is okay to be a peeping Tom in the armed services, but not to be
naked. In fact, it is worse to be photographed naked than to be a
sexual predator. Nudity may result in discharge, sexual misconduct is
disciplined administratively, with a reduction in rank or forfeiture
Our armed services deserve a lot of
respect. They put their lives on the line for the rest of us.
Due to the war in Iraq, recruitment has
become very difficult and President Bush's announcement that he will
send additional troops to the area has not made it easier to enroll
In steps a savior: Michelle Manhart. (Video
She is an Air Force Drill Sergeant, who
trains airmen at Lackland Air Force Base, and she decided to undress
in the February issue of Playboy.
presence of an attractive drill sergeant could, of course, be a great
motivator and recruitment tool for the armed services, especially
since many soldiers appear to have a predilection for displaying
images of lightly clad women.
But that is not how the Air Force sees things.
"This staff sergeant's alleged action does not meet the high standards
we expect of our airmen, nor does it comply with the Air Force's core
values of integrity, service before self, and excellence in all we do.
It is not representative of the many thousands of outstanding airmen
who serve in the US Air Force today," Balladares, an Air Force
spokesman, read from a statement.
What Balladares didn't comment on is that no soldier has been kicked
off the force for reading Playboy. In fact, not so subtle hints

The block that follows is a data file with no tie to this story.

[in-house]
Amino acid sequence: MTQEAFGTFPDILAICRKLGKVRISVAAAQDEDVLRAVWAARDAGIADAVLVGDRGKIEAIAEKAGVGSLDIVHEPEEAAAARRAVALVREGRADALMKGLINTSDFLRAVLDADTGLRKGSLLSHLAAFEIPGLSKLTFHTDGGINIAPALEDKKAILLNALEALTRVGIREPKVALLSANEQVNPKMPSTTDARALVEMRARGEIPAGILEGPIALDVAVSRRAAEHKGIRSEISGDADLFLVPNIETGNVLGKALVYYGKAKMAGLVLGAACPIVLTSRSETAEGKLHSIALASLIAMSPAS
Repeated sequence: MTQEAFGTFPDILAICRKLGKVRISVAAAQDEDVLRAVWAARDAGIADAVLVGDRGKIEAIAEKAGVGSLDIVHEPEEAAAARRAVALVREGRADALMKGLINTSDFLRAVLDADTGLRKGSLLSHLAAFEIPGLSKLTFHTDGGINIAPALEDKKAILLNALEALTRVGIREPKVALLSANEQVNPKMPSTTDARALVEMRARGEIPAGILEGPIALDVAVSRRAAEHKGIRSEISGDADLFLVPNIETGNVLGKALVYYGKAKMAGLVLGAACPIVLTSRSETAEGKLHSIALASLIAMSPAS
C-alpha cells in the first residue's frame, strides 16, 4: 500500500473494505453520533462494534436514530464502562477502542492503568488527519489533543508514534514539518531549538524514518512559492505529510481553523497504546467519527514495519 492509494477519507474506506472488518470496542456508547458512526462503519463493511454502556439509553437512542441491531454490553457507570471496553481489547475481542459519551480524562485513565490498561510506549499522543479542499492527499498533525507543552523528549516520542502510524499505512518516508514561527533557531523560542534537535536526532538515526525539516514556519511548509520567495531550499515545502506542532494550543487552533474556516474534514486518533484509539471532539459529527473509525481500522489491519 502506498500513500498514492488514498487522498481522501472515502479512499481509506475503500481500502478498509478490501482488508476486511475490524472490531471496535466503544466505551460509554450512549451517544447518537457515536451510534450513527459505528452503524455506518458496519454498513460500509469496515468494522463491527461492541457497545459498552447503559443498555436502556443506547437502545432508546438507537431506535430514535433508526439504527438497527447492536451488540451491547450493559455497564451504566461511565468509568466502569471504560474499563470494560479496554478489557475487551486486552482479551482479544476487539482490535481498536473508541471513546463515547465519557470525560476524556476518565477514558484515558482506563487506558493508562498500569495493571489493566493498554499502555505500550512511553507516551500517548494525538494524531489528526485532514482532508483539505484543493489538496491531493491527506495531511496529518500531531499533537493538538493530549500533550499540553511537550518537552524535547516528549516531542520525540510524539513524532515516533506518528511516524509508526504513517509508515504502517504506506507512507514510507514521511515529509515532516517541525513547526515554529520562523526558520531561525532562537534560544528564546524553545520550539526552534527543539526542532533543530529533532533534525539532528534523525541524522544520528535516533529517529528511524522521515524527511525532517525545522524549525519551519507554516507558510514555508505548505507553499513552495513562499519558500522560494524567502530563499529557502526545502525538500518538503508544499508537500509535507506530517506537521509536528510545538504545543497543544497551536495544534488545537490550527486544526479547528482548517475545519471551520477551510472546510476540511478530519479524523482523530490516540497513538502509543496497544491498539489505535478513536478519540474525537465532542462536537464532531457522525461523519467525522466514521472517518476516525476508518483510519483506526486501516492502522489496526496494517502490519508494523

at what's waiting back home is considered a moral booster. The armed
services, through USO, regularly provide entertainers in skimpy
outfits, such as the Dallas Cowboy Cheerleaders and J. Lo.
But having one of their own undressing is taking things too far.
According to BBC News, Ms. Manhart stated, "I didn't do anything wrong
so I didn't think it would be a major issue."
The US Air Force has a different opinion.
Ms. Manhart, who is married with two children, has been relieved of
her duties while the military investigates, officials said. That
investigation shouldn't take very long, considering that the six-page
spread in February's issue just hit newsstands this week.
And of course, having a drill sergeant posing nude, poses problems.
But what makes this situation even more challenging is that according
Associated Press, "More than 100 young women who expressed
interest in joining the military in the past year were preyed upon
sexually by their recruiters. Women were raped on recruiting office
couches, assaulted in government cars and groped en route to entrance
exams." And most recruiters found guilty of sexual misconduct were
disciplined administratively, facing a reduction in rank or forfeiture
of pay; military and civilian prosecutions are rare.
Of course, it is a double standard that men are allowed to freely
watch nude women in the military with no consequences, sexually
assault women, with only minor administrative consequences, yet when
one of their own drops her clothes she faces discharge. Two serving
women have posed nude in the past, both from the navy. One woman was
discharged another woman had already been honorably discharged before
her pictures appeared.
The reality is that if all the soldiers who read Playboy or
similar magazines would be discharged, there wouldn't be much of an
army left. So it is okay to be a peeping Tom in the armed services,
but not to be naked. In fact, in the armed services, sexual assault
may be treated more leniently than posing naked.
"The Air Force says go do something amazing, and I think I pretty much
did it," Michelle Manhart said.
The US Air Force clearly does not agree with Ms. Manhart.
M.D., is a former Vice President of Pfizer. He is the author of
The Whistleblower, Confessions of a Healthcare Hitman.
He also writes the daily
Dr. Peter Rost blog.